"The defendant presents a clear danger to the community and is a flight risk," Judge Margaret Schweitzer said in Rockville District Court Monday. "He has nothing to lose. It is appropriate for him to be held without bail." 

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Rockville lights the night in its fight against cancer

  • Published in Local

Light The Night 2Attendees hold up lanterns during Rockville's Light The Night fundraising walk to support those suffering from blood cancer.  PHOTO BY MARK POETKER  More than 2,000 people who have been touched by blood cancer walked through downtown Rockville Saturday night, holding lanterns high in which the glowing colors symbolized whether they were survivors, current patients, lost loved ones to the disease or helping those currently struggling with leukemia or lymphoma.

Light The Night, a fundraising walk currently in its 20th year in Montgomery County, raised about $600,000. When combined with similar walks held in Reston, Va. and Washington, D.C. during October, the National Capital Chapter will have raised about $3.5 million, said Ria Freydberg, senior director at the Leukemia & Lymphoma Society.

Jake Waxman, an eight-year-old from Bethesda, addressed the crowd about his struggle with the disease. “It has been really hard for me,” said the second grader from the Lab School of Washington.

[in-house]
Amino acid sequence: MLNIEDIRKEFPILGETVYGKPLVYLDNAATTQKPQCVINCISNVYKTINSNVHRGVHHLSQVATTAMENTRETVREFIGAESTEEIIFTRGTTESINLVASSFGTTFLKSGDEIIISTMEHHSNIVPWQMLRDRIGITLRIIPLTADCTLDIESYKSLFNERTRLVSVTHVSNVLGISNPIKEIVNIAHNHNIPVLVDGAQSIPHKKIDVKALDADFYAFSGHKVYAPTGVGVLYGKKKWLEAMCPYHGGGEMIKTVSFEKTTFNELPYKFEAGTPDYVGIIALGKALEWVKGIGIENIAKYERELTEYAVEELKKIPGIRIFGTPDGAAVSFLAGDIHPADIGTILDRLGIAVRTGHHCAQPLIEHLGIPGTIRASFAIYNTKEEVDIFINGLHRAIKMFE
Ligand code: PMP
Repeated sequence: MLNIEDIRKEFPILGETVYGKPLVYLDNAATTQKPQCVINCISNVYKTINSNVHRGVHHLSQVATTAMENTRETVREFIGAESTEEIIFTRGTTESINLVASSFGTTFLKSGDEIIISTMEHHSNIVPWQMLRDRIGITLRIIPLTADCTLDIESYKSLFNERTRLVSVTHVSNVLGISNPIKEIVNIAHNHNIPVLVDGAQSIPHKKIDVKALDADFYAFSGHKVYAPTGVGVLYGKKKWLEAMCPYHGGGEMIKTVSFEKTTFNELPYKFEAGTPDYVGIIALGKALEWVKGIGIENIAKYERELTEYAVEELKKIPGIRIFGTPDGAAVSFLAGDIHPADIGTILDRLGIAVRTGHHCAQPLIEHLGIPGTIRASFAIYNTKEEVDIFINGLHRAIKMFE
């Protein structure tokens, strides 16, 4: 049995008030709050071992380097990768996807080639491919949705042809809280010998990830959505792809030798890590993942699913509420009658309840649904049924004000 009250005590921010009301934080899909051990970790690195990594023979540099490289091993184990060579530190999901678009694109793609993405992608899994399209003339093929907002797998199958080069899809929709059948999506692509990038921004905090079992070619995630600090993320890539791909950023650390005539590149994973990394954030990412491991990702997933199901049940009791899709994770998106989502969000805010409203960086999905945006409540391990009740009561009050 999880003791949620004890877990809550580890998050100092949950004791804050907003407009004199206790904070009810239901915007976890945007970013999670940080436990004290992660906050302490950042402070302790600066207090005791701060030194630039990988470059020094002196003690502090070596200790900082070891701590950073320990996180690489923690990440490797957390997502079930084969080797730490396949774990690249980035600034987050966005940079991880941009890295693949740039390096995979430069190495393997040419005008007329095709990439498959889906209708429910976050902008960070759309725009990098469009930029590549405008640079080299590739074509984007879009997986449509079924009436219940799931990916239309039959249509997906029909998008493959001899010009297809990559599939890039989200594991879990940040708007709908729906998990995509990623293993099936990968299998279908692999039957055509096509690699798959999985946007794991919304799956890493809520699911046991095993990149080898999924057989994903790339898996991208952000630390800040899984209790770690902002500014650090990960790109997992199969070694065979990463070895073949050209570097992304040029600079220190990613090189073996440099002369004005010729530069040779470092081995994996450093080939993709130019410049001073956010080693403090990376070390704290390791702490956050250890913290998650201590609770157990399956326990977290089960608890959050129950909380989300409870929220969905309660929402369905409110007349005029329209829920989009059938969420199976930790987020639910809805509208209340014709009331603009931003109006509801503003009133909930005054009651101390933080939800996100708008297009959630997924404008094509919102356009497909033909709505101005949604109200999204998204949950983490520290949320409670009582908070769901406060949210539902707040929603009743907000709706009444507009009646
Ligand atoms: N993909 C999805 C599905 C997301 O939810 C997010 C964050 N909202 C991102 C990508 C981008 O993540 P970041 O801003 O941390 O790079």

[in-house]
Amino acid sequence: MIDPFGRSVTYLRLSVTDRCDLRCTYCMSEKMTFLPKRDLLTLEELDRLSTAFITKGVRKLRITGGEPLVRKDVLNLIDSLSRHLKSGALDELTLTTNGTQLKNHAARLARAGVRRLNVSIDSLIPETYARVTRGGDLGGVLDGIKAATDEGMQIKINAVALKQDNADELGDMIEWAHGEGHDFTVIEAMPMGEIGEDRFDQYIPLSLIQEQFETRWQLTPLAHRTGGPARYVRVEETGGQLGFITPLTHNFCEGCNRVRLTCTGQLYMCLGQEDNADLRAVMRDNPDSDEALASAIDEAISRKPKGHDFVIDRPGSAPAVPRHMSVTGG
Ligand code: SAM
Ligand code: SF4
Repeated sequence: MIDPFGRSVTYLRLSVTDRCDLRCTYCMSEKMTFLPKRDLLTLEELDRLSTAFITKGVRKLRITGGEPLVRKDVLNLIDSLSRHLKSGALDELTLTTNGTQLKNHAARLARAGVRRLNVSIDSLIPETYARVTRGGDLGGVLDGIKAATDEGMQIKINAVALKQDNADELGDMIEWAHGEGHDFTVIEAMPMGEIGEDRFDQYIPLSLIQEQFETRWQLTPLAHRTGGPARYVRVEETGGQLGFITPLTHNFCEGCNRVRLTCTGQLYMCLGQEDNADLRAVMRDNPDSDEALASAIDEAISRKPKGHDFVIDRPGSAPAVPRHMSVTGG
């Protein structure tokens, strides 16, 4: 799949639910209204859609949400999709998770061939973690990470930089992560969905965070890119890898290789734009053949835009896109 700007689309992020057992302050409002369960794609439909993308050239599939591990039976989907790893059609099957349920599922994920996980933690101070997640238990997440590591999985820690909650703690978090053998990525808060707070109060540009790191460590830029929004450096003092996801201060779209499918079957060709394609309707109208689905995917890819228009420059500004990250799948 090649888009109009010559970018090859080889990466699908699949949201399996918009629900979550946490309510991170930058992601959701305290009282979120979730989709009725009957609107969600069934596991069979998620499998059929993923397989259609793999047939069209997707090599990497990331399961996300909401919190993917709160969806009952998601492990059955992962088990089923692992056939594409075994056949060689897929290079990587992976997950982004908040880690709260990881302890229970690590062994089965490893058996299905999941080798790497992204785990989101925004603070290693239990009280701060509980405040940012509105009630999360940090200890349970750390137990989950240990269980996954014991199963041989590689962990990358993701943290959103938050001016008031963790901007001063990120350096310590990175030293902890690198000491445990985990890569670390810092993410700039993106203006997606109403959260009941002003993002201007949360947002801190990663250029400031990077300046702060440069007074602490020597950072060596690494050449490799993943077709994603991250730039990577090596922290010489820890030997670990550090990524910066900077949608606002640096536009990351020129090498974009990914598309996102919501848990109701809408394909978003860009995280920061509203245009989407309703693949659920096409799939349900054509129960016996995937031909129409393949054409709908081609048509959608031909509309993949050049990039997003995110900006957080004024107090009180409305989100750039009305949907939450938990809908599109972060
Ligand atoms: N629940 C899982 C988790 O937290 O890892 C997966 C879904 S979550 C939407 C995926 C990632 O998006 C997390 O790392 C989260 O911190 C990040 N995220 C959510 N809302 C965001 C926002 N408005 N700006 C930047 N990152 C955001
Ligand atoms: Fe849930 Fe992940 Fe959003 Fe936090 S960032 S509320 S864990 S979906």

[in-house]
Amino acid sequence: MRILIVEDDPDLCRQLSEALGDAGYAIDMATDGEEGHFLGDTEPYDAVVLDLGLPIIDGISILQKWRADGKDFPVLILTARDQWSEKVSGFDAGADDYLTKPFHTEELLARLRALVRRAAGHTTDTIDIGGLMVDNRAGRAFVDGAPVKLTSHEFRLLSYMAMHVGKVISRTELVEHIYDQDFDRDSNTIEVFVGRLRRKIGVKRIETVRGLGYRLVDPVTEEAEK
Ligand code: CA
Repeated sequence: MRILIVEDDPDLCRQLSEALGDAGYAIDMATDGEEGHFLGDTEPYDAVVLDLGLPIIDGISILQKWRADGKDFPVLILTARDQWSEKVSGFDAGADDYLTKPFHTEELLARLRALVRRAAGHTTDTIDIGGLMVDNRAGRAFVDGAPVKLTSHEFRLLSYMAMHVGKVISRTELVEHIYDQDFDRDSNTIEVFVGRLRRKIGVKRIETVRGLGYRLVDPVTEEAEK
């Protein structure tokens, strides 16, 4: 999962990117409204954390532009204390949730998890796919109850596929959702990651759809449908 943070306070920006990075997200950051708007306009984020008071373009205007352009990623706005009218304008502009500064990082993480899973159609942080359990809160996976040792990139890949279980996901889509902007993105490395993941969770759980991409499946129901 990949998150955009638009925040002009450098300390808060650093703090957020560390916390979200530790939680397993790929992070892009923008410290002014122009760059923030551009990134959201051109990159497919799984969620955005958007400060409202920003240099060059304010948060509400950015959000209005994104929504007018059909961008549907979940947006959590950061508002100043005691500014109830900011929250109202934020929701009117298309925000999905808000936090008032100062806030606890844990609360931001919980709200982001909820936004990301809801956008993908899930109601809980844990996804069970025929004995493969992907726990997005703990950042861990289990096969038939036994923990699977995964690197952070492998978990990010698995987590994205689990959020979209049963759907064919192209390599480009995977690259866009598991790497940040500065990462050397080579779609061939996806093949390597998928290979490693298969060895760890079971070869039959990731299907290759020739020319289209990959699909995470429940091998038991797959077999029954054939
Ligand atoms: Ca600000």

Leukemia is “not fun,” he said, but told those battling the blood cancer to “just remember you always have someone.”

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Ronald Mann establishes, wins para jiu-jitsu tournament in Los Angeles

  • Published in Sports

Ronald Mann, who lost the bottom half of his left leg in a motorcycle accident 22 years ago, won the gold medal in para jiu-jitsu and split bouts against able-bodied opponents during the Sept. 23-24 UAEJJF Grand Slam at The Los Angeles Convention Center.

Mann, 45, organized the para jiu-jitsu portion of the competition with the UAEJJF (United Arab Emirates Jiu Jitsu Federation), training out of the Rockville-based Yamasaki Academy belonging to instructor Fernando Yamasaki.

Competing at 85 kilograms (approximately 188 pounds), Mann submitted Chad Vandelgoot of St. Paul, Minn., in 75 seconds with a “mounted cross-collar choke” in para jiu-jitsu and overcame his able-bodied rival, Khalid Aldamaki of the UAE, 6-4, despite suffering a dislocated jaw.